FHWA Stands by Clearview Decision for Highway Signs, but Clarifies its Use for Community Wayfinding

Clearview in Pennsylvania

While state highway engineers are rushing to put the brakes on use of Clearview on federal highway guide signs, the Federal Highway Administration says its decision to withdraw conditional approval of the typeface was about licensing fees as well as safety. It also clarified that Clearview is still an acceptable alternative for community wayfinding programs.

“No, we are not reconsidering a decision that has been more than 10 years in the making,” says Doug Hecox, spokesperson for FHWA. “The approval provided for Clearview was always conditional; it was always temporary, to help us determine if there was another typeface that was better than what we had.”

He continued. “What we revealed in 12 years of testing at the Texas Transportation Institute at Texas A&M University was that the original claims that were made in the early 2000’s that Clearview was a superior font were not true. What  we found was that it was not better [than the FHWA’s Standard Alphabet fonts], and in some cases it was worse.”

Hecox noted that licensing fees charged states for digitized versions of the Clearview typeface were also a consideration in the decision.

“At the same time, when the creator of Clearview was asking states to pay licensing fees, that made it less attractive,” he says. “When states are asked to pay for something that should be free, they come to us worrying that it’s a federal mandate. We thought that was confusing. Withdrawing the conditional approval helped to resolve those issues as well.”

“We knew that states were wondering if this [Clearview] was supposed to be the new right thing and we realized it was too confusing for state leaders. Having the competing fonts out there—plus one that costs them—seemed to be more complicated than warranted. So there was a variety of things, but safety was at the top of the list. “

“We want to make sure state leaders know that sign fonts should be free and in the public domain they way they have been for decades.”

A surprising turnaround

The FHWA’s turnaround—which came via the January 25, 2016, Federal Register--comes after more than two decades of user-based research and development on Clearview and after close to 20 states have adopted Clearview for new highway signage.

Clearview was developed by Donald Meeker, FSEGD, Meeker & Associates, Chris O’Hara, Meeker & Associates, and James Montalbano, Terminal Design, and evolved over 24 years of user research studies.

FHWA terminated its “Interim Approval for Use of Clearview Font for Positive Contrast Legends on Guide Signs (IA–5),” issued September 2, 2004, as authorized by Section 1A.10 of the Manual on Uniform Traffic Control Devices. The FHWA’s notice “discontinues the provisional use of an alternative lettering style in traffic control device applications.”

The termination rescinds the use of letter styles other than the FHWA Standard Alphabets (also called Highway Gothic) on traffic control devices, except as provided otherwise in the MUTCD.

Meeker says FHWA’s decision “turns the clock back to Eisenhower administration-era signage in all the states that have adopted Clearview and are thrilled to use it.”

In a decades-long effort that many have lauded as "design activism," Meeker, O’Hara and Montalbano developed the Clearview letterforms specifically to counter poor road conditions and help aging drivers. Through exhaustive iterations and numerous user-based research studies, they eliminated “light traps” in the letterforms and streamlined their ligatures to mitigate nighttime halo effects caused by the use of retroreflective sheeting on signs. They also increased the negative spaces in letters such as “a” and “e” that tend to close in from a distance. And the improvements were made meticulously, without the need to increase font sizes or ultimately, sign profiles.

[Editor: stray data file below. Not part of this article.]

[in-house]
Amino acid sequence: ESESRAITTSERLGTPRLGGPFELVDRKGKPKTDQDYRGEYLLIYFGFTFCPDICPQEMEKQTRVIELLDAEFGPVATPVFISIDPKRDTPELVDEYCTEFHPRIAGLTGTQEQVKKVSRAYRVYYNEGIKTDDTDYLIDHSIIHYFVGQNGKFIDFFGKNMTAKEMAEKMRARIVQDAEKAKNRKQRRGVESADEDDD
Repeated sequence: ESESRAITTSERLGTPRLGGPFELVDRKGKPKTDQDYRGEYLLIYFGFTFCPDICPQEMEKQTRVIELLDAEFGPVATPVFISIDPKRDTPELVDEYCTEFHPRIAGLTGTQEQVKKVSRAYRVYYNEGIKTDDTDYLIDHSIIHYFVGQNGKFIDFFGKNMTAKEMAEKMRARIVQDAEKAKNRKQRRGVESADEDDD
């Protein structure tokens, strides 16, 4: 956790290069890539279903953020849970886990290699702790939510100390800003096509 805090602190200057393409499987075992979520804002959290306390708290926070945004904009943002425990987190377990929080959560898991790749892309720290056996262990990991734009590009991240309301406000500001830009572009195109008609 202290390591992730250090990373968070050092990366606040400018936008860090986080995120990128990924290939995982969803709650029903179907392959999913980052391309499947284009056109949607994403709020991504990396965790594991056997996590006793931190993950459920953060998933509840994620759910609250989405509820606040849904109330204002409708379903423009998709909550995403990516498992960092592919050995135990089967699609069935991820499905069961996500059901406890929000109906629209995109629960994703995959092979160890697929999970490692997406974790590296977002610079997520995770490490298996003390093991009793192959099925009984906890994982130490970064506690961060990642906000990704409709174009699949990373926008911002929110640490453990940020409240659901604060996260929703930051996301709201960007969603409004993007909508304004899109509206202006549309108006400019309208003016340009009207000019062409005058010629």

On the Clearview side

Clearview’s developers, other researchers who have focused on it for more than two decades and highway departments in more than 20 states strongly disagree. And they say FHWA’s case against it is weak.

Mark Alexander, PE, Civil Engineer Consultant with the Pennsylvania Department of Transportation’s Bureau of Maintenance and Operations, says he’s frustrated and surprised the FHWA would reverse its position on Clearview “without consulting with its partners—the states that have invested in implementing Clearview on highway guide signs for the past 12 years.”

This week, he said his department has been rushing to comply with the decision, while at the same time entering discussions with FHWA about the issue.

“Pennsylvania has moved to comply with the 30-day FHWA mandate to convert to Highway Gothic and issued directives both internally to our Engineering Districts and externally to contractors, signs fabricators and municipalities to cease the use of Clearview,” he says.

“We are in discussions, however, with FHWA in D.C. about reconsidering their position on the future of Clearview.”

He told SEGD, “I don’t believe the termination was justified. I don’t think they made an adequate case for it, at least in their notice.” 

In its Federal Register notice, FHWA stipulated two issues with Clearview. First, it says, while the interim approval allowed “provisional” use of one series of Clearview in positive-contrast color orientations, the approval was written in such a way as to allow narrower letterforms that “degrade” legibility when compared with FHWA Standard Alphabet series. In addition, it says tests of alternative lettering in negative-contrast color orientations showed no improvement and degraded sign legibility.

“Ultimately, the consistent finding among all the research evaluations is that the brightness of the retroreflective sheeting is the primary factor in nighttime legibility,” reads the notice.

The Federal Register notice goes on to say that use of two different lettering styles on U.S. highways is confusing and suggests that in spite of the “explicit” nature of the interim approval of Clearview, “misunderstandings and misapplications” have resulted, in particular inconsistencies in sign production methods that impact legibility.